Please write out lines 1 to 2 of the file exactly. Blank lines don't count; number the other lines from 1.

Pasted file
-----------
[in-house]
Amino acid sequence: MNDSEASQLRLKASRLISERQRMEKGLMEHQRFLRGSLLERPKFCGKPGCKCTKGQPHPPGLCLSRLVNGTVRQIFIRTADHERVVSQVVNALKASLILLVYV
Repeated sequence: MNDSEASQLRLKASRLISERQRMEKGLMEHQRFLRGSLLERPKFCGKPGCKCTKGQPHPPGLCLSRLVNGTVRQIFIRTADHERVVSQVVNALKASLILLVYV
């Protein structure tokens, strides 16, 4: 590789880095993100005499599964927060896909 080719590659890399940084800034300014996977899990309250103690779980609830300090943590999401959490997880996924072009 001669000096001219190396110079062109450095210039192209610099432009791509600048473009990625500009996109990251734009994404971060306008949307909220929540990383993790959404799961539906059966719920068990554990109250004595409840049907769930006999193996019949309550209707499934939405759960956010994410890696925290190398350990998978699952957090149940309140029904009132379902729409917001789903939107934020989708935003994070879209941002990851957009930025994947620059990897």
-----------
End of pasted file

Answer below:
[in-house]
Amino acid sequence: MNDSEASQLRLKASRLISERQRMEKGLMEHQRFLRGSLLERPKFCGKPGCKCTKGQPHPPGLCLSRLVNGTVRQIFIRTADHERVVSQVVNALKASLILLVYV